August 4, 2022 10:30 AM CDT BY PEOPLES DISPATCH
U.S. Attorney Roger B. Handberg, alongside St. Petersburg Police Chief Anthony Holloway, left, and FBI Special Agent David Walker, speaks to reporters at St. Petersburg Police Department headquarters, July 29, 2022. Aleksandr Viktorovich Ionov, a Russian operative allegedly under the supervision of one of Russia’s main intelligence services has been charged with recruiting political groups in the United States to advance pro-Russia propaganda, including during the invasion of Ukraine, the Justice Department said. In this case, the authorities say, Ionov from 2014 through last March recruited political groups in Florida, Georgia, and California and directed them to spread pro-Russia talking points. Among the political groups raided in connection with the charges is the African People’s Socialist Party. | Martha Asencio-Rhine / Tampa Bay Times via AP
On July 29 at 5 a.m., the Federal Bureau of Investigation (FBI) conducted a violent raid on the home of Omali Yeshitela, chairman of the U.S.-based African People’s Socialist Party (APSP), in St. Louis, Mo.
In a video posted the next day, Yeshitela claims the FBI deployed flashbang grenades, carried automatic weapons, damaged the property of his neighbors, including smashing windows, and handcuffed himself and his wife. Yeshitela also claims that the FBI refused to show him a search warrant and that they took his cell phones and all other devices from his home.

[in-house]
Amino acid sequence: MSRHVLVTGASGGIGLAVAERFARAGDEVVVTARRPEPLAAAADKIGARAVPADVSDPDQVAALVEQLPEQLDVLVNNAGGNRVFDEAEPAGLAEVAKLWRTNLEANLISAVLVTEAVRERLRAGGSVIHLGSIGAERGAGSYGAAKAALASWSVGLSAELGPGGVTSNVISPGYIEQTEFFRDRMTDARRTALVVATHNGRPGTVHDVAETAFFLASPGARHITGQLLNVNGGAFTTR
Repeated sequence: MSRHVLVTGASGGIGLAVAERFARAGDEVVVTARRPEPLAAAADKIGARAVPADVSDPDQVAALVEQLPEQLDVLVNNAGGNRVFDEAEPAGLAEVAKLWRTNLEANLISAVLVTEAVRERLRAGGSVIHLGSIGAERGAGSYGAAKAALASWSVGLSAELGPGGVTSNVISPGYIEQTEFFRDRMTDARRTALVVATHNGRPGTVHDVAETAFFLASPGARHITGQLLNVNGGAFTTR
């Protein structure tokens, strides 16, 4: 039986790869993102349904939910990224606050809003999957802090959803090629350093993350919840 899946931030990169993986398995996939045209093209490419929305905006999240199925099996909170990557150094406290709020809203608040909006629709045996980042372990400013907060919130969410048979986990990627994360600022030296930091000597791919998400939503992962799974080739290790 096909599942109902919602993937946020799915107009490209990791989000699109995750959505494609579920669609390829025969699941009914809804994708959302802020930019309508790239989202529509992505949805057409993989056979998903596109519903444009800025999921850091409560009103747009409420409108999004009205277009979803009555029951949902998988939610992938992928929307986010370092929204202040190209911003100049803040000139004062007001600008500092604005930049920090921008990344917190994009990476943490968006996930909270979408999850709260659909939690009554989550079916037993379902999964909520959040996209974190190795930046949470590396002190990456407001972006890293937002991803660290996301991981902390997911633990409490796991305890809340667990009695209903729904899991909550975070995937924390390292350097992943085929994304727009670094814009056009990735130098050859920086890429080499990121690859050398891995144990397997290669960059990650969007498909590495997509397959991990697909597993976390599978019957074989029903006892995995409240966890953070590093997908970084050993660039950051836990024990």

It was only later that Yeshitela learned that the raid on his home was one of several carried out across the country against locations affiliated with the APSP. That same day, the FBI raided the Uhuru Solidarity Center, also in St. Louis, and the Uhuru House in St. Petersburg, Fla., both locations of the Uhuru Movement, led by the APSP. According to Yeshitela, the FBI also raided the APSP’s radio station, Black Power 96.3 FM, and reportedly detained a prominent APSP leader.
The raids came as a result of a Justice Department indictment of a Russian man, Aleksandr Ionov, whom the U.S. government alleges funded and supported Black organizations as part of a “foreign malign influence campaign against the U.S.” The indictment never specifically names any organization but refers to a “U.S. Political Group 1,” in St. Petersburg, which allegedly partnered with Ionov.
“Ain’t no Russian been responsible for what we face every day in our lives,” Yeshitela stated in response to the indictment. “[The government] is going to say that the Russians somehow had to tell us that we are being oppressed…[the government] telling the world that Black people don’t have enough sense to be able to lead our own struggle, but that’s not true.”
In response to the raid, Ajamu Baraka, leader of the Black Alliance for Peace, tweeted, “As predicted, Black radicals are targeted again for not falling in line with U.S. imperial agenda on Ukraine.” The APSP has been critical of U.S. involvement in the Russia–Ukraine war. Attorney and organizer Kamau Franklin stated, “This is a COINTELPRO operation. One meant to destroy Black organizations.”
COINTELPRO was an FBI program that existed from 1956 to 1971, which, in its own words, existed to “expose, disrupt, misdirect, discredit, or otherwise neutralize” revolutionary organizations. The FBI and local police conducted raids on offices of organizations such as the Black Panther Party (BPP). In a particularly harsh illegal raid in Philadelphia, Police Commissioner Frank Rizzo threatened, “If they break our law, we’ll be there. The police, we’ll be there, and we’ll see who wins.”
U.S. law enforcement also conducted raids on individuals, such as Fred Hampton, the chairman of the Chicago BPP, who was assassinated by Chicago police during one such raid. In his video, Yeshitela notes that the raid on his house was conducted one hour after Hampton’s assassination, which occurred at 4 a.m., Dec. 4, 1969.
COINTELPRO is a central reason that many U.S. political prisoners who were former Black revolutionaries in the 1960s, 70s, and 80s are in prison today. Examples include Mutulu Shakur and Mumia Abu-Jamal.